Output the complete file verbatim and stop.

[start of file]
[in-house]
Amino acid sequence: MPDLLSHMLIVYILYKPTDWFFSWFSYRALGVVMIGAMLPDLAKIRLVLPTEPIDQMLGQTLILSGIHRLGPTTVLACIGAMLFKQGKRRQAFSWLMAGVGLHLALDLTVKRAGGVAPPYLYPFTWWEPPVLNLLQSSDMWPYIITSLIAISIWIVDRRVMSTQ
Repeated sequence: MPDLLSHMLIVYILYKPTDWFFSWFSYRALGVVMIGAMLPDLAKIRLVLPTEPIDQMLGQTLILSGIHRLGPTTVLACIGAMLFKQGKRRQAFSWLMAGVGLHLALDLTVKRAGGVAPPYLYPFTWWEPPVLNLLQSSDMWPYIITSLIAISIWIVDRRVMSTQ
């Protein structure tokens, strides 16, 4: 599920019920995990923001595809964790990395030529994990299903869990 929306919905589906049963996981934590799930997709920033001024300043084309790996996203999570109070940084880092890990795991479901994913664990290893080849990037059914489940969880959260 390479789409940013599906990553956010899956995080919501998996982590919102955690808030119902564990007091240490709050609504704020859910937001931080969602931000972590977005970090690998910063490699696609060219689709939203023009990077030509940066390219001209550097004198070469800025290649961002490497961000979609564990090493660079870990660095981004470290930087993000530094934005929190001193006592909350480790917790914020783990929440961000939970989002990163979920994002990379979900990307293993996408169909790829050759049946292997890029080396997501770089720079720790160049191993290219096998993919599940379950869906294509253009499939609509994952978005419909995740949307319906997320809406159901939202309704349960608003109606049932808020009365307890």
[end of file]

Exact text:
[in-house]
Amino acid sequence: MPDLLSHMLIVYILYKPTDWFFSWFSYRALGVVMIGAMLPDLAKIRLVLPTEPIDQMLGQTLILSGIHRLGPTTVLACIGAMLFKQGKRRQAFSWLMAGVGLHLALDLTVKRAGGVAPPYLYPFTWWEPPVLNLLQSSDMWPYIITSLIAISIWIVDRRVMSTQ
Repeated sequence: MPDLLSHMLIVYILYKPTDWFFSWFSYRALGVVMIGAMLPDLAKIRLVLPTEPIDQMLGQTLILSGIHRLGPTTVLACIGAMLFKQGKRRQAFSWLMAGVGLHLALDLTVKRAGGVAPPYLYPFTWWEPPVLNLLQSSDMWPYIITSLIAISIWIVDRRVMSTQ
């Protein structure tokens, strides 16, 4: 599920019920995990923001595809964790990395030529994990299903869990 929306919905589906049963996981934590799930997709920033001024300043084309790996996203999570109070940084880092890990795991479901994913664990290893080849990037059914489940969880959260 390479789409940013599906990553956010899956995080919501998996982590919102955690808030119902564990007091240490709050609504704020859910937001931080969602931000972590977005970090690998910063490699696609060219689709939203023009990077030509940066390219001209550097004198070469800025290649961002490497961000979609564990090493660079870990660095981004470290930087993000530094934005929190001193006592909350480790917790914020783990929440961000939970989002990163979920994002990379979900990307293993996408169909790829050759049946292997890029080396997501770089720079720790160049191993290219096998993919599940379950869906294509253009499939609509994952978005419909995740949307319906997320809406159901939202309704349960608003109606049932808020009365307890």